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Changing Course, Avoiding Collision

Posted by Denise on 13 June 2012 | 0 Comments

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Often conflict occurs because individuals are wedded to their path, their way of doing things,  their belief that they are right, that the other person is wrong and that the other person needs to change.   You can’t change people, only they can do that themselves (with the aid of a nudge, feedback, coaching, self-awareness and personal will).  You can however change how you respond to them.  That’s different.

When I work with people or teams in conflict, or coaching people who feel they are being bullied, or even coaching the ‘bully’ to understand and adapt their behaviours,  there is a central principle that I put to them….

"You can’t control what happens to you in life.  You can control how you respond."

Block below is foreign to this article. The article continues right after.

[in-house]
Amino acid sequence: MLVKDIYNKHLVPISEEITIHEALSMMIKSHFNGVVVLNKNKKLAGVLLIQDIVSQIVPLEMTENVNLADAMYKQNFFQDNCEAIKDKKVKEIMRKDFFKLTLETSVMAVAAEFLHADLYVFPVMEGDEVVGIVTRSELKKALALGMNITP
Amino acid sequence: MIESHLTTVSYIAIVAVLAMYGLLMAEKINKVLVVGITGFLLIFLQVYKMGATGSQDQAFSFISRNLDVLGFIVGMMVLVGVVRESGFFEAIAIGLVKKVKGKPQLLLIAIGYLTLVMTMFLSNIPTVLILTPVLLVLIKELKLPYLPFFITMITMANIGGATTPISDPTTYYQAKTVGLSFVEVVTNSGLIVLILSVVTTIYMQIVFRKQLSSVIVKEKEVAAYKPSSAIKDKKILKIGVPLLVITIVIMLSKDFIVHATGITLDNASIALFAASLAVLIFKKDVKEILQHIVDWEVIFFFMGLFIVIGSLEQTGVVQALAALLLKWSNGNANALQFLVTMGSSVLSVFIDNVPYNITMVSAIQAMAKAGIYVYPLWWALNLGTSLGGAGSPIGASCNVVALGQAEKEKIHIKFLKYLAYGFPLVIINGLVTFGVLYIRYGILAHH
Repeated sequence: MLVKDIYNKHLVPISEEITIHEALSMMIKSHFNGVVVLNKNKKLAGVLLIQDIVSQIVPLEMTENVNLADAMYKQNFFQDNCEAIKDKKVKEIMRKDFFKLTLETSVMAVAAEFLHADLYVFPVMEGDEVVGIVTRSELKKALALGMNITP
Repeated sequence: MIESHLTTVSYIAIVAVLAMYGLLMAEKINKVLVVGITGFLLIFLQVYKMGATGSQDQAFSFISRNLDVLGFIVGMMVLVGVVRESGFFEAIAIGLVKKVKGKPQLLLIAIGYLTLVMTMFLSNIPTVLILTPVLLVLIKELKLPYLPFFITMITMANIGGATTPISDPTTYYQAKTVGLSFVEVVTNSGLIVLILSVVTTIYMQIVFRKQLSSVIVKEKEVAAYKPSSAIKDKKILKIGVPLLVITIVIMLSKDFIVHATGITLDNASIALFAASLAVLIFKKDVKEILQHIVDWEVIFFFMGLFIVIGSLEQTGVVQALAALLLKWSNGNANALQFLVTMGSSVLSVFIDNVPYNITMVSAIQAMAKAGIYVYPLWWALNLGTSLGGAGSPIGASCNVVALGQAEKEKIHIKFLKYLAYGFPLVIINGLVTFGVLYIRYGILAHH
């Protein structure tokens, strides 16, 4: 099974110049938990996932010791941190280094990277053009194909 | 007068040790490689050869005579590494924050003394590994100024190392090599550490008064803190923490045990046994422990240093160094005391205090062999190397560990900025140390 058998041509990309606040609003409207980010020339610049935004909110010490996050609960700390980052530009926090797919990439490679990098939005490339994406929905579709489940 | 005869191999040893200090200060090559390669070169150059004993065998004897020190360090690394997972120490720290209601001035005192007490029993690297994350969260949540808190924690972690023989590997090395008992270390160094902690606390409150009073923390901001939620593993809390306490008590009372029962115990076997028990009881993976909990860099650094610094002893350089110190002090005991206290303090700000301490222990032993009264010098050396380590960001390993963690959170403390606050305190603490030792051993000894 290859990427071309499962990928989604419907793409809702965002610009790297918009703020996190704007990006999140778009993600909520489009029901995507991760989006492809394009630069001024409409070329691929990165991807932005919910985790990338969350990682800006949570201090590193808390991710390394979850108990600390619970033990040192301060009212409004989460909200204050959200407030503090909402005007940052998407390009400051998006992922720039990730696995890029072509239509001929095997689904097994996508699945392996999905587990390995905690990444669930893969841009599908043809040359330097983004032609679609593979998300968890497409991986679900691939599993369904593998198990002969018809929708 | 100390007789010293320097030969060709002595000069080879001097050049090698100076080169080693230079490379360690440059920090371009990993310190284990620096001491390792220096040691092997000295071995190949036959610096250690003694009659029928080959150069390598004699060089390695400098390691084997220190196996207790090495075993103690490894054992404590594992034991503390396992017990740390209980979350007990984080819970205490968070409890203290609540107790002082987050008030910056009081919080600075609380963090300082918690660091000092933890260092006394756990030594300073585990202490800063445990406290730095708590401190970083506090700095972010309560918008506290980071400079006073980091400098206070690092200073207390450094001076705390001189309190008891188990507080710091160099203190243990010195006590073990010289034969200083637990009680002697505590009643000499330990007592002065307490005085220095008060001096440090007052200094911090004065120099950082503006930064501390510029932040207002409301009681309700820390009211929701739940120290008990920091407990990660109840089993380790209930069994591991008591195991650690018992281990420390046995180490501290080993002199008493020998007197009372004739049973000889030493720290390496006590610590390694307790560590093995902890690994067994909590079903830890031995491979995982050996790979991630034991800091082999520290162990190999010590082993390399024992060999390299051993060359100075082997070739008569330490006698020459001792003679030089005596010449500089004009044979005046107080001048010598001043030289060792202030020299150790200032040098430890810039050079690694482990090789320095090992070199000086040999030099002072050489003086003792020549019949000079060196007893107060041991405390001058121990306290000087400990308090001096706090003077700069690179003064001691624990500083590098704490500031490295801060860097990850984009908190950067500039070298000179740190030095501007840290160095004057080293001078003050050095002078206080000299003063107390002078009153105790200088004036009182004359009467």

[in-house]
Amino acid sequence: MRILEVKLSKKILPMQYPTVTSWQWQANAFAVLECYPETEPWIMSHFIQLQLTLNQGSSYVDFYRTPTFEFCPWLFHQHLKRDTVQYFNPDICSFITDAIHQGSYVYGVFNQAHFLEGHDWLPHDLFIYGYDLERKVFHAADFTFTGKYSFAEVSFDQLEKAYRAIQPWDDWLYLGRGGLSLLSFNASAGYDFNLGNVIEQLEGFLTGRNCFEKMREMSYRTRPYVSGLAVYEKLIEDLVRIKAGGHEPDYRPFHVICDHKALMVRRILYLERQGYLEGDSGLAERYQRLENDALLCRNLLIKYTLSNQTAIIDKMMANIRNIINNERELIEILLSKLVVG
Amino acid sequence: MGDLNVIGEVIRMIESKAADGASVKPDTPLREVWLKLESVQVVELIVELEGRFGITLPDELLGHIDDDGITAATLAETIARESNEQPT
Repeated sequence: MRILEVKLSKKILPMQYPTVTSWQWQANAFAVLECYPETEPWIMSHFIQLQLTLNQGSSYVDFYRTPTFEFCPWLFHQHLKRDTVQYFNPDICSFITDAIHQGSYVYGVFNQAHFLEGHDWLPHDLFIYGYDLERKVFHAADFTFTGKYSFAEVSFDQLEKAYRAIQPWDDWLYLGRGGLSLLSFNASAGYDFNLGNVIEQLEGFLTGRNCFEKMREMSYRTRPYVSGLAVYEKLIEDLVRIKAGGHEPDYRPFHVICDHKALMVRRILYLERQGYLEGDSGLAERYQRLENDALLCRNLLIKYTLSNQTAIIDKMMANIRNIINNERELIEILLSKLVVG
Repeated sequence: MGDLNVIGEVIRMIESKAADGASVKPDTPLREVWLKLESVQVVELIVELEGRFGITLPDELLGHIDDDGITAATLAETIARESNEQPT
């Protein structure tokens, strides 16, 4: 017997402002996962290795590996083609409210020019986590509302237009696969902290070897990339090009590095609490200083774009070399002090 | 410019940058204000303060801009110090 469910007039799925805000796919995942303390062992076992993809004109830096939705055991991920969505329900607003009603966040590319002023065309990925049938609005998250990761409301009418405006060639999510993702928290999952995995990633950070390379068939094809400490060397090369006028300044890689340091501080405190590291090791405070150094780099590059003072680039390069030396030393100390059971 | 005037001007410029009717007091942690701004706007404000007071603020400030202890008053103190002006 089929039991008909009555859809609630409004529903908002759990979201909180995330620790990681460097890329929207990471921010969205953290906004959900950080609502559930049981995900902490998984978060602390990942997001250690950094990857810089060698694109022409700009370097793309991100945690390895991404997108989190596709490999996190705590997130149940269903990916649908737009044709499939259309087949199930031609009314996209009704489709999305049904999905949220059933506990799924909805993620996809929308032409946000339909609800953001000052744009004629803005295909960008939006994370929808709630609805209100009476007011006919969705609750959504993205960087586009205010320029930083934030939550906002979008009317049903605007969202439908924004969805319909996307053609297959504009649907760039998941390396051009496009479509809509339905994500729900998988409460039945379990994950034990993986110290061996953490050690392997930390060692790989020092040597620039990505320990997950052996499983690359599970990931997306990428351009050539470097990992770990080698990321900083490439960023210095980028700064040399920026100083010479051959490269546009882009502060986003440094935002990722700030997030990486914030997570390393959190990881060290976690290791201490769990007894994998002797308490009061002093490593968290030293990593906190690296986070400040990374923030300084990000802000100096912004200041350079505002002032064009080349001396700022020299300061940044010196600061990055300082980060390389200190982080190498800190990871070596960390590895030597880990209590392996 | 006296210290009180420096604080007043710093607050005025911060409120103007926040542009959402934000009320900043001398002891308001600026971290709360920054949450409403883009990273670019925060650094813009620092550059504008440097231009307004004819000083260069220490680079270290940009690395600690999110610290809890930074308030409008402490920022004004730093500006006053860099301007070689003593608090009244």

We are in essence the architect of our own behaviours.  The seed of avoiding or managing conflict starts with ourselves – being prepared to adapt our way of doing things, or as in the transcript below ‘our course’.

Below is a transcript  of an exchange between the US Navy and the Canadian authorities, off the coast of Newfoundland.

Americans Please divert your course 15 degrees to the north to avoid a collision.

Canadians Suggest you divert your course 15 degrees to the south to avoid collision.

Americans This is the captain of a US Navy ship. I say again, divert your course.

Canadians No, I say again, you divert.

Americans This is the aircraft carrier USS Missouri. We are a very large warship of the US Navy. Divert your course now!

Canadians This is a lighthouse. Your call.

source:jeankellyconsultancy.co.uk



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